Radio amateurs at MIT Lincoln Laboratory in Lexington conducted an Amateur Radio course this past fall, according to MIT Lincoln Lab employee Brian Smigielski, AB1ZO.
“It was offered through the Technical Education Committee here at the Lab, which fosters employees taking courses to encourage classroom learning beyond their typical daily tasks. I ran the course jointly with Jon Schoenberg, AA1FH, and it was really the first of its kind here at the Lab.”
Other amateur volunteer instructors included: Ameya Agaskar, KB1SPV; Dave Brigada, AB1QV; Chip Coldwell, W1CMC; Chris Galbraith, W1XG; Tommy Hotaling, K1MFD (silent key); Phil Erickson, W1PJE; John Kaufmann, W1FV; Dave Cipolle, W1SZ; Ed Parish, K1EP; Matt Lape, N1XB; Daniel Joy, N1QHC; Mark Besch, NS1V; Steve Russell, WA1HUD; Burns Fisher, WB1FJ.
Brian and Jon initially started with 60 students, but after attrition they ended up having 45 students consistently coming each week. “This actually turned out to be pretty huge on our part since most courses drop down to about 10 or so after 2-4 weeks.” The two were told by the Committee “it was the most attended and popular course ever offered at the Lab.”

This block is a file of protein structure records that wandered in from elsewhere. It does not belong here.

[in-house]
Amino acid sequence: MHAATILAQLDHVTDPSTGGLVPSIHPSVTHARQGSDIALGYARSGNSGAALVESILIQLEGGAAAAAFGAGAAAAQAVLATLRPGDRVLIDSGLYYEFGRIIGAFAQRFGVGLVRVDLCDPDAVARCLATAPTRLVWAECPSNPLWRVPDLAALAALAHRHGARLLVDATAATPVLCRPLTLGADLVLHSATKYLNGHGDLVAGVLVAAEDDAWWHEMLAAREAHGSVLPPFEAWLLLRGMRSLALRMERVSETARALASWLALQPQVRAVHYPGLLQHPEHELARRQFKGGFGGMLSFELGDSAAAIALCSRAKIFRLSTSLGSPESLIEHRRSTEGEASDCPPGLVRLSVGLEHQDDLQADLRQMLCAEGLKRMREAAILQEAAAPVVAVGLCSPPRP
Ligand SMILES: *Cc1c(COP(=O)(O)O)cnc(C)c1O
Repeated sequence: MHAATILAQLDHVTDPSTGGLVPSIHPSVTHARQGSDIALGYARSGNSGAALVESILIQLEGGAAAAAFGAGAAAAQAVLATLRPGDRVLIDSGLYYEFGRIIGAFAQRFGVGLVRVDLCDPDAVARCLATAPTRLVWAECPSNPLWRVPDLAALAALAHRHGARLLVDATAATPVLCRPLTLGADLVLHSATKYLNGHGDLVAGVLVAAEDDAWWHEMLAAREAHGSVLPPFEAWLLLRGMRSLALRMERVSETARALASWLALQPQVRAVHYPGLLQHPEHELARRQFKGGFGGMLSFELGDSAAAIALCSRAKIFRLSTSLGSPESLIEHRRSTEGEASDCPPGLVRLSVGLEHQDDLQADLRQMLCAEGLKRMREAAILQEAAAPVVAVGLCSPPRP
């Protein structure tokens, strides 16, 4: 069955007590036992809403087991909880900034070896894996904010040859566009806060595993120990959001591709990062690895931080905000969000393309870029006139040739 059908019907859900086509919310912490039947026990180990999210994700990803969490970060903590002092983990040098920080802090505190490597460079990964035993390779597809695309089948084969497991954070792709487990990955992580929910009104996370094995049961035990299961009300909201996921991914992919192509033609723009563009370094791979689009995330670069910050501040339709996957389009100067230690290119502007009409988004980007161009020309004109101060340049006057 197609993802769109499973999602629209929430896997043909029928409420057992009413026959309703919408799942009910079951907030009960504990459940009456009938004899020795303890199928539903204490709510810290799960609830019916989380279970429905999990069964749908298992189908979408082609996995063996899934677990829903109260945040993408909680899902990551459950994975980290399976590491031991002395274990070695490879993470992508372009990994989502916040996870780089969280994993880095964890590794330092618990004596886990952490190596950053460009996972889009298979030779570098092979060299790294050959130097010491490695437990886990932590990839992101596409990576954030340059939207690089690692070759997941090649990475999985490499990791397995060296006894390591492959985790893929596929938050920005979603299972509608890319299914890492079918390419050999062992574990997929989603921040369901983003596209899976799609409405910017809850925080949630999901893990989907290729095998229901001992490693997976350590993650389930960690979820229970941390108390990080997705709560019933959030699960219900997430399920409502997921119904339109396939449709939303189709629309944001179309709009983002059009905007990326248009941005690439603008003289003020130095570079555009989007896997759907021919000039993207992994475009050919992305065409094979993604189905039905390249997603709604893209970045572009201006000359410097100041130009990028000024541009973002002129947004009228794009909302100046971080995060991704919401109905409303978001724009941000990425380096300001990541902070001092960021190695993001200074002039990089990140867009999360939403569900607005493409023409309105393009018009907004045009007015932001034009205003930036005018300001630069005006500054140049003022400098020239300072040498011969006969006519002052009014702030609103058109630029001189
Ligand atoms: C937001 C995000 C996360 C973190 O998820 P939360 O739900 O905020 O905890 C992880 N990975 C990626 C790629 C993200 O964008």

Rather than teaching to the exam, AB1ZO and AA1FH divided the content into two halves: the first half discussed theory, while the second half delved into the applications. “Although we encouraged people to get their license, we knew it would be a turn-off if we continually mentioned this or taught a course which really was about taking the exam.” Instead, Brian and Jon taught a “survey course” to whet peoples’ appetites for Amateur Radio and get them excited.
Students were allowed to get on their air both during and after class with quick-setup outdoor stations, as well as visit Matt Strelow’s (KC1XX) superstation. “We encouraged the participants to buy inexpensive SDR dongles and observe the RF spectrum. So much fun can already be had by just receiving. We also had some hams from the class team up with NEST (New England Sci-Tech) to operate Field Day. It was a truly rewarding experience. We all worked really well together and will continue to partner with NEST in the future.”
“Since a bunch of RF geeks already work here, this was not difficult to pull this off. The really neat thing is, we had people in all sorts of job functions take our class. There were those staff members who regularly built RF hardware, software folks, group leaders, IT specialists, operators, machinists, and sys admins.”
The hams intend to offer the course every two years. The next one is anticipated to occur in the fall 2020 timeframe.